The occupying troops put down dissenters. The Nation magazine wrote in 1920, “Haitian men, women, and children, to a number estimated at 3,000, innocent for the most part of any offense, have been shot down by American machine guns and rifle bullets.…”
During its occupation, the U.S. disbanded the Haitian military, managed elections, collected taxes, and was in charge of customs and many other governmental offices. The Haitian constitution was rescinded and a new one written by Franklin D. Roosevelt, assistant secretary of the Navy, who later became U. S. president. As president, in 1934, Roosevelt withdrew the Marines because of public protests and the U.S. installed its handpicked president. Among protestors was the NAACP’s James Weldon Johnson.
The U.S. continued to keep its hand in internal Haitian affairs, trying to ensure a president it considered friendly would be in office. Some leaders who were friendly with the U.S. were considered as despots by the masses of Haitians whose labor was exploited. Among the most brutal of the leaders the U.S. supported were Francois “Papa Doc” Duvalier and his son and successor Jean-Claude Duvalier. The Duvaliers were backed with U.S. military and economic aid in part because they opposed communism, a huge bonus during the Cold War. The Duvaliers ruled from 1957 to 1986 and maintained power with the notorious Tonton Macoutes, who murdered opposition leaders.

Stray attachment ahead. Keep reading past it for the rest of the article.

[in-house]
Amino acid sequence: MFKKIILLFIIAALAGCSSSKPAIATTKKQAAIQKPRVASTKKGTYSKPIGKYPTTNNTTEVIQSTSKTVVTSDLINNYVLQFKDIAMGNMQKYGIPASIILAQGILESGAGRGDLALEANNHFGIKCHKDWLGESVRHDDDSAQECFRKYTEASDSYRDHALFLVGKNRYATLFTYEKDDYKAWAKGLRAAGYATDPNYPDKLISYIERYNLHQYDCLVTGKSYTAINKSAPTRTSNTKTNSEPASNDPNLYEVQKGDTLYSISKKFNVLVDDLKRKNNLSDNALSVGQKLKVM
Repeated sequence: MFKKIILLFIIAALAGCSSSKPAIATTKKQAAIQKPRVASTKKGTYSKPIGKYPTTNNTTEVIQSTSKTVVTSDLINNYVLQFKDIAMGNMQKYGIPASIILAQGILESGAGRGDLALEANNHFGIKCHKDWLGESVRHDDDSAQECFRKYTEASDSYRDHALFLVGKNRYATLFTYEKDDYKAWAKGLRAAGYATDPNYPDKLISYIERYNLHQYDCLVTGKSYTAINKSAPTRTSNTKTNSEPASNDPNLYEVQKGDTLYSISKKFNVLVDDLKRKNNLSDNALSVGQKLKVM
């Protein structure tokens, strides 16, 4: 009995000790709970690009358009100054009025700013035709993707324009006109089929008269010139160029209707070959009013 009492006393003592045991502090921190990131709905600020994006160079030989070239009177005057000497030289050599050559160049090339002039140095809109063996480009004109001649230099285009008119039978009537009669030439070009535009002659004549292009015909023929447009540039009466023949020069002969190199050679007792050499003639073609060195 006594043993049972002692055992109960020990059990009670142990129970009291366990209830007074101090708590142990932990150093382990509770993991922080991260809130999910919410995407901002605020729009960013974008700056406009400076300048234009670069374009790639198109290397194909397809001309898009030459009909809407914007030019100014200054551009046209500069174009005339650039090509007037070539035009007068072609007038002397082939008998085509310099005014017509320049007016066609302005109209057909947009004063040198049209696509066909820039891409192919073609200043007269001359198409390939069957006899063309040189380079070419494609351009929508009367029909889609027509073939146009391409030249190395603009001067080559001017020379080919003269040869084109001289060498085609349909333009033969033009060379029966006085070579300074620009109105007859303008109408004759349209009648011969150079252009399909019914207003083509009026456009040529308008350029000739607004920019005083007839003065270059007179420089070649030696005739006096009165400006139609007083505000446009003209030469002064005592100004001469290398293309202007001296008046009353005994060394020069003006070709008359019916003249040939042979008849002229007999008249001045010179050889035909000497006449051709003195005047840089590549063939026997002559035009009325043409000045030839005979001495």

During a political crisis in 2002, the U.S. helped block international loans to Haiti that were scheduled for building infrastructure. The U.S. demanded that the military government step aside, which it did, then U.S troops were sent in followed by U.N. forces. In 2004, a coup backed by the U.S. forced President Jean-Claude Aristide from office.
Haiti today is deeply indebted to the World Bank and the International Monetary Fund, both largely controlled by U.S. interests, According to Haitian officials in 2003, most of the debt was incurred under the Duvaliers.
Throughout its existence Haiti has been under the thumb of other nations – through indebtedness, occupation and from forced foreign policy decisions. These have hampered the development of its economy. Foreign corporations have paid Haitian workers low wages to increase profits on the goods they make.
It is commendable that some nations, in the aftermath of the devastating earthquake, are writing off Haiti’s debts or considering them as grants.
(George E. Hardin worked as a photographer, reporter and editor, and in public relations during a long career before he retired. His column appears every other week.)
*W.E. A.L.L. B.E. Radio*On Haiti, King, Obama, Race, Religion & Other Matters: A Conversation With The Honorable Rev. C.T. Vivianhttp://www.blogtalkradio.com/weallbe/2010/01/21/Tha-Artivist-PresentsWE-ALL-BE-News-Radio